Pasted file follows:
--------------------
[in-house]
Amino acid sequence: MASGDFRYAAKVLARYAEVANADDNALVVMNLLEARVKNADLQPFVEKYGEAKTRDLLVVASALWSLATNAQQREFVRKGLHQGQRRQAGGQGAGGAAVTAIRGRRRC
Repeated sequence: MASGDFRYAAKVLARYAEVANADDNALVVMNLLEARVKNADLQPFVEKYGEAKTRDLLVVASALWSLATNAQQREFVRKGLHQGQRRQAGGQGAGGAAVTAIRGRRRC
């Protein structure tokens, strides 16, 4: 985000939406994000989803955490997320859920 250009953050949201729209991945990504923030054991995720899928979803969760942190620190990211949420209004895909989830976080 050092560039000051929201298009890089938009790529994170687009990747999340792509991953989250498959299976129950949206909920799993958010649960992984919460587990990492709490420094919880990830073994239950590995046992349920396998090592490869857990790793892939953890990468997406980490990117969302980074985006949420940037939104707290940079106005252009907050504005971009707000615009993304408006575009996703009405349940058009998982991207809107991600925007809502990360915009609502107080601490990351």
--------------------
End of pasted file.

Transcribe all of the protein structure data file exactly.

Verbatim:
[in-house]
Amino acid sequence: MASGDFRYAAKVLARYAEVANADDNALVVMNLLEARVKNADLQPFVEKYGEAKTRDLLVVASALWSLATNAQQREFVRKGLHQGQRRQAGGQGAGGAAVTAIRGRRRC
Repeated sequence: MASGDFRYAAKVLARYAEVANADDNALVVMNLLEARVKNADLQPFVEKYGEAKTRDLLVVASALWSLATNAQQREFVRKGLHQGQRRQAGGQGAGGAAVTAIRGRRRC
């Protein structure tokens, strides 16, 4: 985000939406994000989803955490997320859920 250009953050949201729209991945990504923030054991995720899928979803969760942190620190990211949420209004895909989830976080 050092560039000051929201298009890089938009790529994170687009990747999340792509991953989250498959299976129950949206909920799993958010649960992984919460587990990492709490420094919880990830073994239950590995046992349920396998090592490869857990790793892939953890990468997406980490990117969302980074985006949420940037939104707290940079106005252009907050504005971009707000615009993304408006575009996703009405349940058009998982991207809107991600925007809502990360915009609502107080601490990351």